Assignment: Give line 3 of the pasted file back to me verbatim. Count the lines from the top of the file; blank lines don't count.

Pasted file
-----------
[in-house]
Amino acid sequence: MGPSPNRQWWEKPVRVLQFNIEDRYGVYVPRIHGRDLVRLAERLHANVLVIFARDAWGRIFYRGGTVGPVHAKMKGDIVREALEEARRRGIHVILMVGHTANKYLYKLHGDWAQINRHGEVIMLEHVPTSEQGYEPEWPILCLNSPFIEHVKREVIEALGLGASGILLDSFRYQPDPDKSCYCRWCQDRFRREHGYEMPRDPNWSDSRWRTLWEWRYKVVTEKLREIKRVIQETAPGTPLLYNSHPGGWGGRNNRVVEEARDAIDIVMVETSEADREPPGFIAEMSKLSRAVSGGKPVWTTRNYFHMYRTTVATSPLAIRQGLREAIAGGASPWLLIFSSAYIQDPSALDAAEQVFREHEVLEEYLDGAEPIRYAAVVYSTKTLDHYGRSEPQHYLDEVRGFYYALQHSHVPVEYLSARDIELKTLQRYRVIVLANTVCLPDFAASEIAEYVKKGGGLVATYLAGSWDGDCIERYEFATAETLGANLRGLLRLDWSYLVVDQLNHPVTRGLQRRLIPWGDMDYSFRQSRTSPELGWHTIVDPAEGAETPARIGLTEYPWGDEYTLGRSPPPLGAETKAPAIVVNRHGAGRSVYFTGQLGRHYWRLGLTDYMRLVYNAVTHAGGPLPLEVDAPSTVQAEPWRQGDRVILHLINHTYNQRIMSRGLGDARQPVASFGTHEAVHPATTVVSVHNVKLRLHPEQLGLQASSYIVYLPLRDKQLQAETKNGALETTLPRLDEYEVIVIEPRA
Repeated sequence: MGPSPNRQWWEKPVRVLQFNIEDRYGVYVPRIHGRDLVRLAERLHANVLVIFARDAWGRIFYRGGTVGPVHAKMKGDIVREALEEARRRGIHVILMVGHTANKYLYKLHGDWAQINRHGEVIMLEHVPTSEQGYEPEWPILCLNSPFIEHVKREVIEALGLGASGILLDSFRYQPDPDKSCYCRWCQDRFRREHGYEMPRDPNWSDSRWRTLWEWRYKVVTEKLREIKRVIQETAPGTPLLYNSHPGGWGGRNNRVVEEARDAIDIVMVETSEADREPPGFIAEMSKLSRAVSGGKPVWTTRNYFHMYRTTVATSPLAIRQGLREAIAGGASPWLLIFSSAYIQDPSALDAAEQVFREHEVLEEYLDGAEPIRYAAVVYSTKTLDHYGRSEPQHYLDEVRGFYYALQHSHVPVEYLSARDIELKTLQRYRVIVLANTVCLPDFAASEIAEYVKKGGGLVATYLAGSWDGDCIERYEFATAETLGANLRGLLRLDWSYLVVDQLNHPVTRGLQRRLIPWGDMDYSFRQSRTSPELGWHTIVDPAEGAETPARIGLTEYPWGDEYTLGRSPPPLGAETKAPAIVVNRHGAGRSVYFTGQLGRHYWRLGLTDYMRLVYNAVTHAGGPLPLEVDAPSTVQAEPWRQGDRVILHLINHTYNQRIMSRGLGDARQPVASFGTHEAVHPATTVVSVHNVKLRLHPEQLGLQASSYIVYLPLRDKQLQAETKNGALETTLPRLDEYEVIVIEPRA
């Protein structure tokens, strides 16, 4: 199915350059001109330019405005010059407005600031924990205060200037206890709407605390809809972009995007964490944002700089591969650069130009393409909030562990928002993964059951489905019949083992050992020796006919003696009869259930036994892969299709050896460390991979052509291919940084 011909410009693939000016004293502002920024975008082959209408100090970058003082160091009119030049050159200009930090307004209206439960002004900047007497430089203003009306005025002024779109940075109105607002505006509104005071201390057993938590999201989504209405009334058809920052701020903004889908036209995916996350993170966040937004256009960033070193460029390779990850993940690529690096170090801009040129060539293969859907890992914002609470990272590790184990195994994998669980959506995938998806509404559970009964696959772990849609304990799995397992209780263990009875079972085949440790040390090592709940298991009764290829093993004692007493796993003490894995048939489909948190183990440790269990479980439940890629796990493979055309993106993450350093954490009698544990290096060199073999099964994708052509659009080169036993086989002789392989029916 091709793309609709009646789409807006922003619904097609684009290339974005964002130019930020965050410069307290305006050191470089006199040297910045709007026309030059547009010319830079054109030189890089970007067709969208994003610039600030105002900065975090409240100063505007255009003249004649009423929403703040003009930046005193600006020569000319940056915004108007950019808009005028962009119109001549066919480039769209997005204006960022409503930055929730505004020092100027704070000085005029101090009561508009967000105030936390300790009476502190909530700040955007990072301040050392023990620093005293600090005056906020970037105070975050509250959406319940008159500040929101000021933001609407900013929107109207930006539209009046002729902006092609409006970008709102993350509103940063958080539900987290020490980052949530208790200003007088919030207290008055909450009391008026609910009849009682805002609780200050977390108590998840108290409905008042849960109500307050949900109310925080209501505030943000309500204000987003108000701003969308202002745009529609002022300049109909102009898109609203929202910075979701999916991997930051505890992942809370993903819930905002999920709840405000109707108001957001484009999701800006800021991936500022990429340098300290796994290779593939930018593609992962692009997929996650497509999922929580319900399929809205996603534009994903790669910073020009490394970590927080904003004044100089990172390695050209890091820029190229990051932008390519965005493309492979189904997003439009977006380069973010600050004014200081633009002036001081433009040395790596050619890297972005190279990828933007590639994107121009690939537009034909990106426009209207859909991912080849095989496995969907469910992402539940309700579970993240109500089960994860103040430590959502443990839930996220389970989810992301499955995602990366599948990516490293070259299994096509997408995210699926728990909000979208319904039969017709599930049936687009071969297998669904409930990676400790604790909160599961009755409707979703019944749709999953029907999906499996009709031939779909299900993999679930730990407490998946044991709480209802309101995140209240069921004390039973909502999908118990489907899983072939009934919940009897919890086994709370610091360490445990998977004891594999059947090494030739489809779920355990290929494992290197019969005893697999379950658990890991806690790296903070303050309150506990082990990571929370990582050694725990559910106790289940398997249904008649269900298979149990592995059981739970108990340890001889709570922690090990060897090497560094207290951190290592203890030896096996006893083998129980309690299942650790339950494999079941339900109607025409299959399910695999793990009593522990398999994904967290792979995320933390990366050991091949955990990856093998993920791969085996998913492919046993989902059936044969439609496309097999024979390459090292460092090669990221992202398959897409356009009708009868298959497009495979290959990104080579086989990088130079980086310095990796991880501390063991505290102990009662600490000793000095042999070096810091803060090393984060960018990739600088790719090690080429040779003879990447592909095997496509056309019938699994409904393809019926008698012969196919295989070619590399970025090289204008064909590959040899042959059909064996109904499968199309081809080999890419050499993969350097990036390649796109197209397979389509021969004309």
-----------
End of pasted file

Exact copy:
Repeated sequence: MGPSPNRQWWEKPVRVLQFNIEDRYGVYVPRIHGRDLVRLAERLHANVLVIFARDAWGRIFYRGGTVGPVHAKMKGDIVREALEEARRRGIHVILMVGHTANKYLYKLHGDWAQINRHGEVIMLEHVPTSEQGYEPEWPILCLNSPFIEHVKREVIEALGLGASGILLDSFRYQPDPDKSCYCRWCQDRFRREHGYEMPRDPNWSDSRWRTLWEWRYKVVTEKLREIKRVIQETAPGTPLLYNSHPGGWGGRNNRVVEEARDAIDIVMVETSEADREPPGFIAEMSKLSRAVSGGKPVWTTRNYFHMYRTTVATSPLAIRQGLREAIAGGASPWLLIFSSAYIQDPSALDAAEQVFREHEVLEEYLDGAEPIRYAAVVYSTKTLDHYGRSEPQHYLDEVRGFYYALQHSHVPVEYLSARDIELKTLQRYRVIVLANTVCLPDFAASEIAEYVKKGGGLVATYLAGSWDGDCIERYEFATAETLGANLRGLLRLDWSYLVVDQLNHPVTRGLQRRLIPWGDMDYSFRQSRTSPELGWHTIVDPAEGAETPARIGLTEYPWGDEYTLGRSPPPLGAETKAPAIVVNRHGAGRSVYFTGQLGRHYWRLGLTDYMRLVYNAVTHAGGPLPLEVDAPSTVQAEPWRQGDRVILHLINHTYNQRIMSRGLGDARQPVASFGTHEAVHPATTVVSVHNVKLRLHPEQLGLQASSYIVYLPLRDKQLQAETKNGALETTLPRLDEYEVIVIEPRA